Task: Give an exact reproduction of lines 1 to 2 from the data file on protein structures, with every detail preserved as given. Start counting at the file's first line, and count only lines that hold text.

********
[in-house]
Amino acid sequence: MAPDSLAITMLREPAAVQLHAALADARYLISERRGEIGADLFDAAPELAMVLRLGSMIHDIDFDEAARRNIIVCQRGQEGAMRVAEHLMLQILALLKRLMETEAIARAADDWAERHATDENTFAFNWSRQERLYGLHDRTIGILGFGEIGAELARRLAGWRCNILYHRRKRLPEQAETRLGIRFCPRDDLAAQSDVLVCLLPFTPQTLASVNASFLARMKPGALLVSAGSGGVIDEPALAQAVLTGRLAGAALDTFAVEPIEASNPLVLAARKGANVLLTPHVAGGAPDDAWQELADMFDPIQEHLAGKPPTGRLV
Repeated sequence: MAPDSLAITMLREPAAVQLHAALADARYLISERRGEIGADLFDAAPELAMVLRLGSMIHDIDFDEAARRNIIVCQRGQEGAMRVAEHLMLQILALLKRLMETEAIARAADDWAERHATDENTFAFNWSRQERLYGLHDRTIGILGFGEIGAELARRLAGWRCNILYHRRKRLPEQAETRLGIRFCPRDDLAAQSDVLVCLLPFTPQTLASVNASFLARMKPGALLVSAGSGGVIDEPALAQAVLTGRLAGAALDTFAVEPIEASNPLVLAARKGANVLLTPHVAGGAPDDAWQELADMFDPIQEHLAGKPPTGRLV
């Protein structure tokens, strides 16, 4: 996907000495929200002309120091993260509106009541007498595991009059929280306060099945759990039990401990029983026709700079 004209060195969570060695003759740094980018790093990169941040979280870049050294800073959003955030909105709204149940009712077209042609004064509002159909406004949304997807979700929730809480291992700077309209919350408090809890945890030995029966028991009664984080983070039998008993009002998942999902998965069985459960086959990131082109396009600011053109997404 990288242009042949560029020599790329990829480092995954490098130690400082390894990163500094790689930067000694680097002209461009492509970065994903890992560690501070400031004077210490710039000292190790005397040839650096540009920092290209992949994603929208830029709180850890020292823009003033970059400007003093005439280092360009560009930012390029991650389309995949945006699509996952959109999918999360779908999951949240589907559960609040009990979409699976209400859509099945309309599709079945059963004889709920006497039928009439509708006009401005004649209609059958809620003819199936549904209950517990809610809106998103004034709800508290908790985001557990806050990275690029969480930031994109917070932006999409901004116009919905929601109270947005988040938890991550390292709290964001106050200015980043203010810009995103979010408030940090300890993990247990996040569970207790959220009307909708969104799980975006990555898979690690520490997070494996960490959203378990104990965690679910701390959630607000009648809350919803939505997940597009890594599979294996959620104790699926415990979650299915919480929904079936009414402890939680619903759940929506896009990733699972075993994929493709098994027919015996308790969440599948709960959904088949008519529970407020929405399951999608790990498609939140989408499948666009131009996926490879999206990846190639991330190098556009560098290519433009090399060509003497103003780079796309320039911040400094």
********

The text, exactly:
[in-house]
Amino acid sequence: MAPDSLAITMLREPAAVQLHAALADARYLISERRGEIGADLFDAAPELAMVLRLGSMIHDIDFDEAARRNIIVCQRGQEGAMRVAEHLMLQILALLKRLMETEAIARAADDWAERHATDENTFAFNWSRQERLYGLHDRTIGILGFGEIGAELARRLAGWRCNILYHRRKRLPEQAETRLGIRFCPRDDLAAQSDVLVCLLPFTPQTLASVNASFLARMKPGALLVSAGSGGVIDEPALAQAVLTGRLAGAALDTFAVEPIEASNPLVLAARKGANVLLTPHVAGGAPDDAWQELADMFDPIQEHLAGKPPTGRLV